Saturday, April 21, 2007

Earth Day 101

Earth Day is a name used by two different observances held annually in the (northern) spring, both intended to inspire awareness of and appreciation for the Earth's environment.
"May there only be peaceful and cheerful Earth Days to come for our beautiful Spaceship Earth as it continues to spin and circle in frigid space with its warm and fragile cargo of animate life."
--United Nations Secretary-General U ThantMarch 21, 1971.

The Equinoctial Earth Day
The equinoctial Earth Day is celebrated on the vernal equinox to mark the precise moment that spring begins in the Northern Hemisphere and autumn in the Southern Hemisphere. On equinox, night and day are in equal length anywhere on Earth. Therefore, a perfectly vertical pole standing on the equator at noon during equinox will not cast a shadow. At the South Pole, the sun sets and ends a six-month-long day while at the North Pole, the sun rises and hence ending six months of continuous darkness.
The United Nations marks Earth Day each year on the vernal equinox (around March 21). On February 26, 1971, UN Secretary-General U Thant signed a proclamation to that effect. At the moment of the equinox, it is traditional to observe the day by ringing the Japanese Peace Bell, a bell donated by Japan to the United Nations.The United Nations also works with organizers of the April 22nd global event.
John McConnell first introduced the idea of a global holiday called Earth Day at a UNESCO Conference on the Environment in 1969, the same year that he designed the Earth flag. The first Earth Day proclamation was issued by San Francisco Mayor Joseph Alioto on March 21, 1970. U Thant supported John McConnell’s global initiative to celebrate this annual spring equinox event. Secretary General Waldheim observed Earth Day with similar ceremonies in 1972. The United Nations Earth Day ceremony continued each year on the day of the March equinox (20th or 21st), with the ringing of the U.N. Peace Bell at the very moment of the equinox.

The April 22 Earth Day

Gaylord Nelson
Responding to wide spread environmental degradation, United States Senator Gaylord Nelson of Wisconsin called for an Environmental Teach-in or Earth Day to be held on April 22, 1970. Over 20 million people participated and it is now observed each year by more than 500 million people and national governments in 175 countries. Senator Gaylord Nelson, an environmental activist in the U.S. Senate, took a leading role in organizing the celebration, to demonstrate popular political support for an environmental agenda. He modeled it on the highly effective Vietnam War protests of the time. Senator Nelson selected Denis Hayes (a Harvard student and Stanford graduate) as the National Coordinator of activities. The nationwide event included opposition to the Vietnam War on the agenda. Pete Seeger was a keynote speaker and performer at the event held in Washington DC. Paul Newman and Ali McGraw attended the event held in New York City.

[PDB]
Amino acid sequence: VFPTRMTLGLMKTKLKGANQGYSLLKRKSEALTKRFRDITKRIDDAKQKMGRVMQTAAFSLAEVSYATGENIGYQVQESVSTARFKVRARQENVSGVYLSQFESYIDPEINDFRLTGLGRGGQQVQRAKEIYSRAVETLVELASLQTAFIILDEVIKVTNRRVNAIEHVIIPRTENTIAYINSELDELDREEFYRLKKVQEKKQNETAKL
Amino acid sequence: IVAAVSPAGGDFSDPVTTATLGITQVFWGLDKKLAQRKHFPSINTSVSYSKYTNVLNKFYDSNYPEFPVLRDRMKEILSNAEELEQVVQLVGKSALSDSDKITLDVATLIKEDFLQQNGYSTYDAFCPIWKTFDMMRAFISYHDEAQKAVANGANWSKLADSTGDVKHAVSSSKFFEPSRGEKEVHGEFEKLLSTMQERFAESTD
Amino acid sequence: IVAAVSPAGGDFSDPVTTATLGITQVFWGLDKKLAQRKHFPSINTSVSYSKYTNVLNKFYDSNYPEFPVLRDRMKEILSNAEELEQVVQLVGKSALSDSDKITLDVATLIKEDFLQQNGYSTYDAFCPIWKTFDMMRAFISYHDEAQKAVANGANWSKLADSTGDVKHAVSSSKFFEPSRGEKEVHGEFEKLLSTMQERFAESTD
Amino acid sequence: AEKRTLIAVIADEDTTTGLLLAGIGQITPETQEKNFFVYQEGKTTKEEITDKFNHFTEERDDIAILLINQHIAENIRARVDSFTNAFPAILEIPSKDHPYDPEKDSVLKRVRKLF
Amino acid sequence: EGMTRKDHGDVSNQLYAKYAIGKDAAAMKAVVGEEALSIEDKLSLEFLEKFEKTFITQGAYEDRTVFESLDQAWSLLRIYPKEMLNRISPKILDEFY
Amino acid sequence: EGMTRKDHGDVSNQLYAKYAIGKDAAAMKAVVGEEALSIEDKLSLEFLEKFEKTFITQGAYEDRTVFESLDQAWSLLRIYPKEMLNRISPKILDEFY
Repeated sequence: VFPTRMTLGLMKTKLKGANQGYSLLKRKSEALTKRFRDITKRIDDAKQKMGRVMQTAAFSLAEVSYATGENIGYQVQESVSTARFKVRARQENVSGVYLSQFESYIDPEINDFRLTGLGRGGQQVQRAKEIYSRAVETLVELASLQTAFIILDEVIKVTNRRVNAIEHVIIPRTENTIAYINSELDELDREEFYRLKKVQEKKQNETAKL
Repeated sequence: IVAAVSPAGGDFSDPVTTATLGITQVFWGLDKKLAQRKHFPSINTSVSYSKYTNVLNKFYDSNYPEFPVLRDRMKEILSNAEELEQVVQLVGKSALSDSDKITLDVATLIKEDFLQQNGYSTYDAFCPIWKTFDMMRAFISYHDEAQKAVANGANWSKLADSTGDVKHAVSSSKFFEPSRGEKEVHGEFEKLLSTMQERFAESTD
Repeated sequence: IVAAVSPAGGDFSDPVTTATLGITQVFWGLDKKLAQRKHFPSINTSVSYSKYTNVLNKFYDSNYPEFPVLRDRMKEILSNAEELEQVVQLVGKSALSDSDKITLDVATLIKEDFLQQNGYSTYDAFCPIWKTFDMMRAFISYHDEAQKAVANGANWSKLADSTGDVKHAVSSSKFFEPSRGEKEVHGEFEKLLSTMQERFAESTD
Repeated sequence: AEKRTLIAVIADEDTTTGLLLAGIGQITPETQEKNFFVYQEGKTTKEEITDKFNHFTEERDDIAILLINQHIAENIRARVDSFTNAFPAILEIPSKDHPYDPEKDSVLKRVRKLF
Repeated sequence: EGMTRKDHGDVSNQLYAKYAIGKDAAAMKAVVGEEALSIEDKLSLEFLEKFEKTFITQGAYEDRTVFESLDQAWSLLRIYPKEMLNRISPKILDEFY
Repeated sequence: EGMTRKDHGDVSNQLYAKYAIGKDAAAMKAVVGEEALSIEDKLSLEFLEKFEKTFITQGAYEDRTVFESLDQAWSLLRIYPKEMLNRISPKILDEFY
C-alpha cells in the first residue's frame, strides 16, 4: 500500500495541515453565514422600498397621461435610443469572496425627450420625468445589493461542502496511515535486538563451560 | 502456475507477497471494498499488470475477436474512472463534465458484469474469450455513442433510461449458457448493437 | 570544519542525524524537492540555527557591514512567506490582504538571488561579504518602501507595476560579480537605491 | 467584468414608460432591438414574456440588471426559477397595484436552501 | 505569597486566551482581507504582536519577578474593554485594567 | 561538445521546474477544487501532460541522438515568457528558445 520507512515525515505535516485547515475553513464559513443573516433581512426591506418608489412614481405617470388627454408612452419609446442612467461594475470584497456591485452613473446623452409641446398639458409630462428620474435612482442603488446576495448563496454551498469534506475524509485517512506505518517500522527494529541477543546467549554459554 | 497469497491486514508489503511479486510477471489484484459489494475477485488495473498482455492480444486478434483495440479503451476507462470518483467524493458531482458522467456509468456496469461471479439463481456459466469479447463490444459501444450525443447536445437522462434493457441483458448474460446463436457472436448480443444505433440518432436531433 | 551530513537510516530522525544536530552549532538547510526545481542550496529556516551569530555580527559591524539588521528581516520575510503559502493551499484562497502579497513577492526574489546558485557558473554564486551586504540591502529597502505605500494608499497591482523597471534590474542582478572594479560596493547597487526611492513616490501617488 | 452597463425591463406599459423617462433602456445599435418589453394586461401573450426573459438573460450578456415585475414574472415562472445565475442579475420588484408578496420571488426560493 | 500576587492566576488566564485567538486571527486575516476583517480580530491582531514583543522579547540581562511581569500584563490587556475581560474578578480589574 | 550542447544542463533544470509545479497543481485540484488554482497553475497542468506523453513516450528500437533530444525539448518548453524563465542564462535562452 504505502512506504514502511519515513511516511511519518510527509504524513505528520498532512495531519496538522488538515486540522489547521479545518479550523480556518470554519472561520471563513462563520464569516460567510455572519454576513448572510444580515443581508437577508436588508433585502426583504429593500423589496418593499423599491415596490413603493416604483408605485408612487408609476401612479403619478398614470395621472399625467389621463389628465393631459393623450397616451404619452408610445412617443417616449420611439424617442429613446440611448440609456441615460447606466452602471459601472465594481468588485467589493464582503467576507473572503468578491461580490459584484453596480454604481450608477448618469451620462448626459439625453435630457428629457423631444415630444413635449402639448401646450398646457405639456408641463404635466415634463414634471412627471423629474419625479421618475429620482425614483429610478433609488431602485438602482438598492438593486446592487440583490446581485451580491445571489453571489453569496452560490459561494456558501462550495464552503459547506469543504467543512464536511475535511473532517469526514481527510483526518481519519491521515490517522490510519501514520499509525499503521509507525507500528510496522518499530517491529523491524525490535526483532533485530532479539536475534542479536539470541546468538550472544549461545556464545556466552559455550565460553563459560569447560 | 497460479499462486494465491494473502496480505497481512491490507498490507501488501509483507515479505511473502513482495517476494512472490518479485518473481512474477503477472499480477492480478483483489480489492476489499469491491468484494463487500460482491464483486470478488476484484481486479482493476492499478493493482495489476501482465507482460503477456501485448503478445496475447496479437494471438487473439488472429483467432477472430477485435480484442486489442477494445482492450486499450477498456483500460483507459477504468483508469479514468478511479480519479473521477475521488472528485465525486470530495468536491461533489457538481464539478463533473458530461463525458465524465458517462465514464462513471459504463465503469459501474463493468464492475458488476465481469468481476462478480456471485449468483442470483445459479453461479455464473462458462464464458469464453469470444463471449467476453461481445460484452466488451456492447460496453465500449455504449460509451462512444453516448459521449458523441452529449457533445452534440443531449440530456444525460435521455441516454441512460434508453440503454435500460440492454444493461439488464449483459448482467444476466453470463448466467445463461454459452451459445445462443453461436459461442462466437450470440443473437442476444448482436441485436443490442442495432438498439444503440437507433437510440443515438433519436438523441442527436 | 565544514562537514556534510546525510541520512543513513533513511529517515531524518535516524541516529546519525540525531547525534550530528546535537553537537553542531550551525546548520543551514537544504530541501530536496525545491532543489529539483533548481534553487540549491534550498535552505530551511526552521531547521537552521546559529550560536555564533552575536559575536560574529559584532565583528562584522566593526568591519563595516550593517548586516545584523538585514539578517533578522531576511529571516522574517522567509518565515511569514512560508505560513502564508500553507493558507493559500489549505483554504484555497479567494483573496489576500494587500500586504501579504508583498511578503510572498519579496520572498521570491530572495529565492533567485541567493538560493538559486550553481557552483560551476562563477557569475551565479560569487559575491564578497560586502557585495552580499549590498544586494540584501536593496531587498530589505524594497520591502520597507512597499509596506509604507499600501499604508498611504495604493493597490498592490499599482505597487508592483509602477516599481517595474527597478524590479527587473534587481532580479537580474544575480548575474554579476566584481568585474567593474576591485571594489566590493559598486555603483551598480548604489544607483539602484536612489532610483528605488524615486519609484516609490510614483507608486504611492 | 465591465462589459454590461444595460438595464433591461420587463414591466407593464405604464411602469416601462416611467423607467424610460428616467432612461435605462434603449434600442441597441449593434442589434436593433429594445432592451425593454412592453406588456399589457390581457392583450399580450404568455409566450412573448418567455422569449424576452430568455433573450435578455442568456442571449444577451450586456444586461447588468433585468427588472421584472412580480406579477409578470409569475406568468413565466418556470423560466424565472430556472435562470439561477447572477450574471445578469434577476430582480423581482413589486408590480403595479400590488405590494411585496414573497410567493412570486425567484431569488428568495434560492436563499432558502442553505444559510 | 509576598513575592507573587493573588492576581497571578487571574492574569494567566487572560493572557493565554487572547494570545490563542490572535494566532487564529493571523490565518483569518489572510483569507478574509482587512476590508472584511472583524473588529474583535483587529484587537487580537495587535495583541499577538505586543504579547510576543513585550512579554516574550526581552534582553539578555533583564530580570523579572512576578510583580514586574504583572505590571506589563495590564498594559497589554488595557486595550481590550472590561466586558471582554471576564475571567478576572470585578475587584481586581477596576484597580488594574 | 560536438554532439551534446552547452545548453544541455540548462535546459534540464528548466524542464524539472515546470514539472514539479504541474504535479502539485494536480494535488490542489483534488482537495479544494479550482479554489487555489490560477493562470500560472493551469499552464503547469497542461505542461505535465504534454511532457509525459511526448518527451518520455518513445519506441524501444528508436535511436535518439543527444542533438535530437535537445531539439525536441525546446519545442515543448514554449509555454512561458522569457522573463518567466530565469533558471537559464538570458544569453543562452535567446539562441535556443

According to Santa Barbara Community Environmental Council:
"The story goes that Earth Day was conceived by Senator Gaylord Nelson after a trip he took to Santa Barbara right after that horrific oil spill off our coast in 1969. He was so outraged by what he saw that he went back to Washington and passed a bill designating April 22 as a national day to celebrate the earth."
Senator Nelson stated that Earth Day "worked" because of the spontaneous response at the grassroots level. 20 million demonstrators and the thousands of schools and local communities participated.
Earth Day proved extremely popular in the United States and around the world. The first Earth Day, in 1970, had participants and celebrants in two thousand colleges and universities, roughly ten thousand primary and secondary schools, and hundreds of communities across the United States. More importantly, it "brought 20 million Americans out into the spring sunshine for peaceful demonstrations in favor of environmental reform."
Senator Nelson directly credited the first Earth Day with persuading U.S. politicians that environmental legislation had a substantial, lasting constituency. Many important laws were passed by the Congress in the wake of the 1970 Earth Day, including the Clean Air Act, laws to protect drinking water, wild lands and the ocean.
Now observed in 175 countries, and coordinated by the non-profit Earth Day Network,, Earth Day is the largest secular modern-day holiday in the world.

Growing Eco-activism before Earth Day 1970
The 1960s had been a very dynamic period for ecology in the US, in both theory and practice. It was in the mid-1960s that Congress passed the sweeping Wilderness Act, and Supreme Court Justice William O. Douglas asked, "Who speaks for the trees?" Pre-1960 grassroots activism against DDT in Nassau County, NY, had inspired Rachel Carson to write her shocking bestseller Silent Spring (1962).

The Aftermath of Earth Day 1970
The momentum of all this thought and action helped make Earth Day happen. It is generally accepted that this momentum was increased by the event itself. The first Earth Day is commonly credited with creating environmentalism, and/or giving a tremendous boost to the pre-existing conservation groups and the relatively new and radical grassroots ecology movement, as well as spurring the growth of environmentally sensitive spiritual paths such as Wicca and Neopaganism.
Earth Day's leading organizer Denis Hayes said he wanted Earth Day to "bypass the traditional political process," [1]. However, Earth Day's effect on the political process was immediate and powerful, including the passage of the Clean Air Act, the Clean Water Act, and the Endangered Species Act. Earth Day was a resounding success.
Grassroots groups have sought to make Earth Day into a day of action which changes human behavior and provokes policy changes.

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